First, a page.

The exact technique for immunizing a cow in order to produce a specific antibody is known in the veterinary field. Generally, the cows are immunized in two stages. The first stage involving four injections given intramuscularly at weekly intervals. The second stage of immunization comprises intramuscular injections given to the cows at 15 day intervals. A novel claim in the actual immunization technique is not being made. Actually, a strain of Streptococcus mutans was taken and cultured in accordance with established techniques. A cow was then immunized in accordance with the established techniques to generate a milk product. Following immunization, blood samples of the cow are taken until the serum antibody titer reaches its highest level, then the milk is collected. The milk itself was then dried and powdered, again in accordance with established techniques to produce a powdered milk containing antibodies to the Streptococcus mutans. Actually, a bovine milk immunoglobulin was produced. This product then becomes the basic ingredient of any one of several consumer products, for example,
a. The dried milk itself can be diluted to form a mouthwash. The mouthwash would be effective simply by being rinsed through the mouth on a daily basis, thereby inhibiting the colonization of the Streptococcus mutans on the enamel surface of the tooth. It should be understood that the S. mutans antibodies may be isolated from the milk and used as the active component with a number of other carriers. Hereafter reference to bovine milk generated antibodies shall mean the antibodies in association with the natural milk, whole or concentrated, or any other concentrated form of the antibodies, including without limitation, the isolation of the S. mutans antibody.
b. The product could be incorporated in a sugarless confection in the form of a gum or candy, ice cream or any other food form by incorporating substantial percentages of the immunoglobulin in that product.
c. The immunoglobulin could be incorporated in standard cleansing powders or tooth pastes used by dentists or sold commercially.
d. As a matter of fact, the reconstituted milk is effective in and of itself for inhibiting colonization of the Streptococcus mutans, i.e., simply drinking the milk causes enough contact between the teeth and immunoglobulin to be effective.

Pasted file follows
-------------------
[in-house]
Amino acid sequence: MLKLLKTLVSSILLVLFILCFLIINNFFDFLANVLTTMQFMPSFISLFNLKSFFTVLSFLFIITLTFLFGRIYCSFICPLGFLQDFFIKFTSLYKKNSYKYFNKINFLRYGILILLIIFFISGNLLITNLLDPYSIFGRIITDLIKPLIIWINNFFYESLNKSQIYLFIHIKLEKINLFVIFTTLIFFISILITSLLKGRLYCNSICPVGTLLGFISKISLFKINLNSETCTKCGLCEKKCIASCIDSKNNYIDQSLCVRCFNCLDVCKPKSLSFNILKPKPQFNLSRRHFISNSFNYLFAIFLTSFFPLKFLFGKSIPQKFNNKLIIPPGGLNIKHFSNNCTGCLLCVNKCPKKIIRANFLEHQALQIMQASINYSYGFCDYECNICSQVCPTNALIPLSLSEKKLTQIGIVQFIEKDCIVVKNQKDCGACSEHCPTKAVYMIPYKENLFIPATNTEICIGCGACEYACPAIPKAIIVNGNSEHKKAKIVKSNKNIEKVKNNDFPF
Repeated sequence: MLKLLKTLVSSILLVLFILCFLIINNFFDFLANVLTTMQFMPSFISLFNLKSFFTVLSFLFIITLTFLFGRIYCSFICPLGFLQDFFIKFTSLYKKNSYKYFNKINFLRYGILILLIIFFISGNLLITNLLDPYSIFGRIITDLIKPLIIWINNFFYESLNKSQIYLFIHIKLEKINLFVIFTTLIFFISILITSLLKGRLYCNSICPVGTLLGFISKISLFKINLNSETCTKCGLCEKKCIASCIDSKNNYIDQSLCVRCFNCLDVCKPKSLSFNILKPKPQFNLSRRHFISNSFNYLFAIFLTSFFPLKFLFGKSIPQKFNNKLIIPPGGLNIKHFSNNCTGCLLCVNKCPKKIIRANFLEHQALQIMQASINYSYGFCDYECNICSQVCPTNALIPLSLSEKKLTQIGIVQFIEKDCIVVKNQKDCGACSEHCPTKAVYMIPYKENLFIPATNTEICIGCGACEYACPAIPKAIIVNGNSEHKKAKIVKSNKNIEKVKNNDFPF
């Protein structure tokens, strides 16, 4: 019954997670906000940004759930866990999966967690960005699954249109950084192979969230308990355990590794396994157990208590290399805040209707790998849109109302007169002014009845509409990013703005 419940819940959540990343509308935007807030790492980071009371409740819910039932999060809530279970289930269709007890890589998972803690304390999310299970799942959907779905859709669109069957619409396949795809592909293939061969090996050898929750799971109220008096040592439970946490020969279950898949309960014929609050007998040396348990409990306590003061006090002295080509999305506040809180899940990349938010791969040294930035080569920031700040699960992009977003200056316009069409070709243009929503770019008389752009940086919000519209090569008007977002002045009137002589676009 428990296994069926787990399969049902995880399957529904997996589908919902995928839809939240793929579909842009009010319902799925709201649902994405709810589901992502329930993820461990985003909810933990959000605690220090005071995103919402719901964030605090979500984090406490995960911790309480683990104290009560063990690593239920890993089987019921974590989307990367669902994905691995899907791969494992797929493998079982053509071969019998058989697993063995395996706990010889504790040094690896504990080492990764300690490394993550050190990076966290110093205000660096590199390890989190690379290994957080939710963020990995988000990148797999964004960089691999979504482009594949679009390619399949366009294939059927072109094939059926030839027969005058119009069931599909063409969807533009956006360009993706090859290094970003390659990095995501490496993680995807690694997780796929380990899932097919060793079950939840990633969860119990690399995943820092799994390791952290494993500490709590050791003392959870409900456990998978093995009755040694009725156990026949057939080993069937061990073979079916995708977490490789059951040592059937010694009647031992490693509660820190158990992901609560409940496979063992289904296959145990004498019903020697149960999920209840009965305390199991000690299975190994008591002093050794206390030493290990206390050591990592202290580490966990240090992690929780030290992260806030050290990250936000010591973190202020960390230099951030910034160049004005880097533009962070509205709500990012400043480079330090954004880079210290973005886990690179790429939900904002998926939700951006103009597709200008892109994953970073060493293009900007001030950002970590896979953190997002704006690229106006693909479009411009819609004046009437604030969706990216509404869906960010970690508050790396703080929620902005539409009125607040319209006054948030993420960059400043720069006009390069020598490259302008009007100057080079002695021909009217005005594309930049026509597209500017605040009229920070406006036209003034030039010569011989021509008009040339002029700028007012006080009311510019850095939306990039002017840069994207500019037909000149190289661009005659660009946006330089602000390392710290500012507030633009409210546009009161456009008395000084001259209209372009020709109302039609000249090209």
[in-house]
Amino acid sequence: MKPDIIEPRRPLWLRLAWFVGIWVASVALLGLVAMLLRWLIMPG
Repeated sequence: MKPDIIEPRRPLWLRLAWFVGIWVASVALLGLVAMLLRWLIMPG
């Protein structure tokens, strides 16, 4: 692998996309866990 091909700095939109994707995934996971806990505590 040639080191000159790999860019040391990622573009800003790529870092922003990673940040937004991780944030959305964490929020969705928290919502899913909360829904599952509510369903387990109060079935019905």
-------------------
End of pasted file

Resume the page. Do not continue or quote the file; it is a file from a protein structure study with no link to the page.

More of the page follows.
Note, however, that the discovery deals primarily with the generation of the milk immunoglobulin and its use in a passive immunization system application of the milk immunoglobulin to the tooth surface. The absorption of the milk immunoglobulin into blood via the gastrointestinal tract and subsequent delivery to the oral cavity via the blood stream might be an alternative route by which the antibodies in the ingested milk could be effective against caries formation.
The desired bovine milk immunoglobulin of the present invention is preferrably generated in the following way.
The S. mutans antigen used in the immunization of cows is a suspension of killed bacteria in physiological saline solution. The antigen is specifically compounded by rigorous laboratory methods and procedures to assure that the appropriate standards of identity, strength, quality, and purity are maintained.
Specimens of bacterial strains of S. mutans, such as S. mutans AHT, S. mutans BHT, S. mutans 10449 and S. mutans 6715, can be obtained from American Culture Collection which insures authenticity of the bacterial strain and the highest standard for purity that is available. Alternatively, strains can be obtained from established cultures maintained at various research institutes. Upon receipt of the desired specimens each individual bacterial strain is grown on a blood agar plate both to test the viability of the culture and to determine if the growth pattern is either typical or atypical of the bacterial strain in question. A single colony from each test culture is taken for histological examination to further insure authenticity and purity of the culture. If the culture proves pure, a single colony is used to innoculate 500 mls of standard culture broth.
All organisms are incubated as static cultures. Each culture is cultivated for 48 hours at 37° C. Following incubation, the cultures are killed by heating at 56° C. for two hours. Fresh broth is innoculated with samples of the killed bacteria and incubated for 24 hours at 37° C. to determine if the killing procedure is complete. In the event of bacterial survival, the killing procedure would be repeated until negative culture tests result. Only cultures proven sterile by this procedure are used for further processing. Sterile cultures are washed 5 times in distilled water and cells are recovered by centrifugation at 4,000×G. The washed, heat-killed bacterial cells are then frozen by immersion in liquid nitrogen approximately -90° C. and then freeze-dried by the process of lyophilization. The lyophilized cells are stored in sterile vials until used for the production of the S. mutans antigen.